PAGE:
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YASHPEH
International Folktales Collection

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Story No. 578


Fuljhari Raja

Book Name:

Folklore of the Santal Parganas

Tradition: India

There was once a Raja named Fuljhari and he was childless; he and his wife made pilgrimages to many shrines but all in vain, the wished-for son never arrived. One day a Jugi came to the palace begging and the Raja asked the holy man to tell him how he could have a son; then the Jugi examined the palms of their hands but having done so remained silent. The Raja urged him to speak but the Jugi said that he feared that the reply would be distasteful to the Raja and make him angry. But the Raja and his wife begged for his advice, and promised to do him no harm whatever he said. At last the Jugi explained that they could never have a child unless they separated, and the Raja went right away and the Rani lived with another man; with this he took his departure.

Then the Raja and his wife consulted together and the Raja proposed to take the Jugi’s advice, as he felt that he could not leave his kingdom without an heir; so he said that he would go away to a far country, on pretence of visiting a distant shrine; but the Rani feared that if, on his return, he found that she had borne a child, he would kill her or at least turn her and the child out to beg their bread; but the Raja assured her that he would never treat her in that way and after making his final arrangements he went off to a far country.

There he stayed some years and in the meanwhile the Rani had five sons; at last she wrote to her husband to come home and directly he reached the palace he bade the Rani to bring the boys to him, that he might embrace and acknowledge them; so they were brought and he took them one by one in his arms and kissed them, and he saw that they were all the images of himself. But when he kissed the youngest child he was suddenly struck with blindness. Then he rose in wrath and ordered the child to be taken away and killed; but the mother had pity on it and persuaded the soldiers not to kill it but to convey it away to a far country.

The child’s name was Lita and he grew up and was married to the daughter of the Raja of the land and lived in his father-in-law’s house. But Lita was always tormented by the thought that he had been the cause of his father’s blindness; although he would not tell anyone of his sorrow, he used to get up when every one was asleep and spend the night in tears. One night his wife surprised him weeping and begged him to tell her what was the matter. She pressed him until he told her how, immediately his father kissed him, he had gone blind and how his mother had smuggled him out of the country and saved his life, but how the recollection of the harm he had done tormented him and how he longed to be able to return to his own country and restore his father’s sight. His wife on hearing this at once began to comfort him and assured him that she would help him to obtain a medicine which would restore his father’s sight. In a range of mountains was a Rakhas who had a daughter who was buried in a heap of Fuljhari flowers; if Lita went and could persuade the Rakhas to let him marry his daughter, he could then get a Fuljhari flower and if that were rubbed on his father’s eyes his sight would be restored.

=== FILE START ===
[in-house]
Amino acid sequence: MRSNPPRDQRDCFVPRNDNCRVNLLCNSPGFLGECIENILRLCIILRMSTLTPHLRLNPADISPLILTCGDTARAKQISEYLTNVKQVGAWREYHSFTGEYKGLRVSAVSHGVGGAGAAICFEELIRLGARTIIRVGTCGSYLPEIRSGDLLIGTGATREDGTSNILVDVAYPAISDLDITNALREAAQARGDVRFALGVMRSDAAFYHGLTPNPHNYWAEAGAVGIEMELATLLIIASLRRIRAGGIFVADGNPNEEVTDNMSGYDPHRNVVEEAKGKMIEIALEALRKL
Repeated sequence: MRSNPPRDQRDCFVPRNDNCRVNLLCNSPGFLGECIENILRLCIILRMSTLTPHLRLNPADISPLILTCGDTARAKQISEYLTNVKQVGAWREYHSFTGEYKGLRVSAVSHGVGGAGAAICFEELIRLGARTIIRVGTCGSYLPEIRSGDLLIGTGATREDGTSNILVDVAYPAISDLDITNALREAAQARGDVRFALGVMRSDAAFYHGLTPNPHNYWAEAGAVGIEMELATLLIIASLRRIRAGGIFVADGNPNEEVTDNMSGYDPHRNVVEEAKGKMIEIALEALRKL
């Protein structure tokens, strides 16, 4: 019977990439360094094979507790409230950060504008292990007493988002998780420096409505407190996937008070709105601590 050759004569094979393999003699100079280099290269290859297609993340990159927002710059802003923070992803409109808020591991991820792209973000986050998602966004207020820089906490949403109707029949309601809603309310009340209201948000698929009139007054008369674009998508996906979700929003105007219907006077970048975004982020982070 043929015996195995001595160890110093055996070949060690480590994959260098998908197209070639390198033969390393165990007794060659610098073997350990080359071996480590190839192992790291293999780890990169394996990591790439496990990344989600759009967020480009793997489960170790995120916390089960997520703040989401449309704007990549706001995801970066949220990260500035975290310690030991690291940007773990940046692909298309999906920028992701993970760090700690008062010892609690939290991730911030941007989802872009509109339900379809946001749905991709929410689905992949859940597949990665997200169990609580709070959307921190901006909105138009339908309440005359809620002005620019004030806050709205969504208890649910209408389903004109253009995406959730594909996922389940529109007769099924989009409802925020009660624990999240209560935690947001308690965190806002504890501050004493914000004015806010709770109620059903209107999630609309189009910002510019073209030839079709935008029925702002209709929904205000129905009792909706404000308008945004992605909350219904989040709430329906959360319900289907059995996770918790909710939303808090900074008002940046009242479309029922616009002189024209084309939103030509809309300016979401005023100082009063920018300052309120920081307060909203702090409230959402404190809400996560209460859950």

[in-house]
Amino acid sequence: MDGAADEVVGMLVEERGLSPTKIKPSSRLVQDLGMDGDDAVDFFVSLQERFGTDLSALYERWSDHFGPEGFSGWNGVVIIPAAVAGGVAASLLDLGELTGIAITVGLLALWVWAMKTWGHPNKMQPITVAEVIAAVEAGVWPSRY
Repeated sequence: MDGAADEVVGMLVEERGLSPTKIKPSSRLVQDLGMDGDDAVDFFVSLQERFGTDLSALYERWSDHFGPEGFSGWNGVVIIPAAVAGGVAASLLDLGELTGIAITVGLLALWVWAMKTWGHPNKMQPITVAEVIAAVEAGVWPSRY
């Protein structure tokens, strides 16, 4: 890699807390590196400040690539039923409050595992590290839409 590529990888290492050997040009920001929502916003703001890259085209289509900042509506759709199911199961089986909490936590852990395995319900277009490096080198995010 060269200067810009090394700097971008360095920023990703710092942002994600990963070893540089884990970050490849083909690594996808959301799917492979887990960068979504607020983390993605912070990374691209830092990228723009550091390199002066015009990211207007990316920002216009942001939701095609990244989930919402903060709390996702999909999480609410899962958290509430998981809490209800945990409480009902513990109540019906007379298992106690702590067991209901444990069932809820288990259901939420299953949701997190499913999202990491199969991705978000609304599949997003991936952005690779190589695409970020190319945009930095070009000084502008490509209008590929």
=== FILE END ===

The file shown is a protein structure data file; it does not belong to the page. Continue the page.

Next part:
So Lita set out towards the mountains and sat down by the road side at their foot. Presently the Rakhas and his wife came by; the wife asked him what he was sitting there for; he said that he was looking out for some one who would have him to come and live in his house as a son-in-law. The Rakhas paid no heed to this and proposed to eat up Lita at once, but his wife begged him to spare the young man and take him home and marry him to their daughter, who was very lonely. The Rakhas gave way and they took Lita to the cavern in which they lived and there was their daughter buried under a heap of flowers. They made her get up, and told her that they had brought a husband for her.

Lita and his bride lived happily together and were soon deeply in love with each other, and after a time he told her about his father’s blindness and how he wished to try to cure it with one of her flowers. She readily agreed to help him; so the next day she went to her father and said that she wished to pay a short visit to her husband’s home; the Rakhas consented and she and Lita took their leave. She told Lita that when the Rakhas offered him a farewell gift, he should take nothing but a hair from the Rakhas’ head; this he did and they tied the flower and the hair up carefully and set off to the home, where Lita’s first wife was awaiting them. She told her parents that Lita had come back with one of his sisters, and that she now wished to go back with them on a visit to their home. Her parents assented and the three of them set out and one evening reached the outskirts of the village in which Lita had been born. They camped under a roadside tree, but in the middle of the night they took out the Rakhas’ hair and said to it “Make us a golden palace” and at once a golden palace sprang up. Next morning all the residents of the village collected to see the wonderful new palace, and Lita told them to bring their Raja and he would cure him of his blindness. So they went and fetched the old blind Raja and directly Lita touched his eyes with the flower his sight was restored. Then they wept over each other and told all that had happened. And the old Raja and his wife came and lived with Lita and his wives and the other brothers stayed on at their old home; and they all lived happily ever after.

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